I decided now was a good time to taper off my antidepressants.

In the four or so years I’ve been on Lexapro, plus the Wellbutrin I added a year or so later, I haven’t had any episodes of burrowing under a blanket on my bedroom floor convinced that my family would be better off without me. My self-esteem stayed solid in the face of criticisms and strife. Feathers didn’t ruffle. Shit didn’t fly. The barn remained standing in the storm.

But I was tired all the time and I lost my sexy mojo. I lost some passion and with it, some writing I may have done went unwritten.

In 2011 I chose meds as a last resort. I’d already done therapy (twelve years’ worth), yoga, diet, supplementation, self-help books, and I made a few lame attempts at meditation, half-believing I’d turn into the Jewish Elizabeth Gilbert along the way.

On the medicated path I became a fitness trainer, boot camp instructor and Strong First Girya kettlebell instructor. All of these achievements bolstered my confidence, supplemented by the drugs. Lifting heavy weights—barbells, kettlebells, tires or simply my own body—produces in me a rock-solid sense of not only physical but emotional strength. It’s a training mode I’ve come to embrace.

So now with the days getting longer and brighter, I miss how awake I could be. How intimate I could be with my husband of twenty years, who I still love and still think is a total hottie.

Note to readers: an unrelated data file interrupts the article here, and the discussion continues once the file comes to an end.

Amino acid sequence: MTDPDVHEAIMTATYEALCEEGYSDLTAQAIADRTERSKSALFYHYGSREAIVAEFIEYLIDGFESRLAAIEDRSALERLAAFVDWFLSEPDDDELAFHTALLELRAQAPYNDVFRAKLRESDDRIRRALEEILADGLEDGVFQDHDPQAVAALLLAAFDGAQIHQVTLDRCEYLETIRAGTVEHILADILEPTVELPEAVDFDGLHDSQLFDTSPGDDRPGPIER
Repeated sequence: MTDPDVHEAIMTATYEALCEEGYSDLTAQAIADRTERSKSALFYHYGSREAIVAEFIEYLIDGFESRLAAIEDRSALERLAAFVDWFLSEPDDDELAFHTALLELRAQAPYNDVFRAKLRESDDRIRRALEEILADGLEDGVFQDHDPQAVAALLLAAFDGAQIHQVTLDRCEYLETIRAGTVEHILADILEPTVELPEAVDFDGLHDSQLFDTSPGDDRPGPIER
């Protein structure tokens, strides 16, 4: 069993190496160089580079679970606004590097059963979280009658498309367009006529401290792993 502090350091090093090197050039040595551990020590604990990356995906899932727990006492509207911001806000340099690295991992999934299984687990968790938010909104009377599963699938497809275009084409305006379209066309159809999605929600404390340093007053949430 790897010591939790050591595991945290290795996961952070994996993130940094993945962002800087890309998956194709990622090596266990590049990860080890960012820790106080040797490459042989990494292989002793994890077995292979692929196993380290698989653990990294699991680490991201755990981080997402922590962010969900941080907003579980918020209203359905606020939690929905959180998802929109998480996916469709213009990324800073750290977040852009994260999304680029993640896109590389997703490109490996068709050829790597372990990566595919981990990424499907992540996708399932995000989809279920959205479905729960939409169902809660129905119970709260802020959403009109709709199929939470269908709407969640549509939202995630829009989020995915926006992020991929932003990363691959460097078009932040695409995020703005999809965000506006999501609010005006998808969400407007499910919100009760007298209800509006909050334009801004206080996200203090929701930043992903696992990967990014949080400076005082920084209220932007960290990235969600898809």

A few weeks into my taper, down to fifteen from twenty milligrams of Lexapro and totally off the Wellbutrin, everything is five milligrams more intense. I’m five milligrams more alive, orgasmic, and free of chemicals that caused me horrible withdrawal symptoms when I mistakenly thought I could quit cold turkey.

I stopped drinking too. Again. By the way. Finally ready to sit with the boredom, tedium and itch to escape my responsibilities and first world woes.

But the caffeine stays.

I meant to write an entirely different post. About deadlifting and Popsugar and throwing my back out. But the way I write, I open the “new post” page and let ‘er rip. Whatever shoots out of me is usually good enough and something I must’ve meant to say in the first place.

I’m scared of getting debilitatingly depressed or anxious again. It’s a terrible place to reside—the fucked up mind. In a couple weeks I’ll be ten milligrams less medicated. All I can do is try.

In anticipation,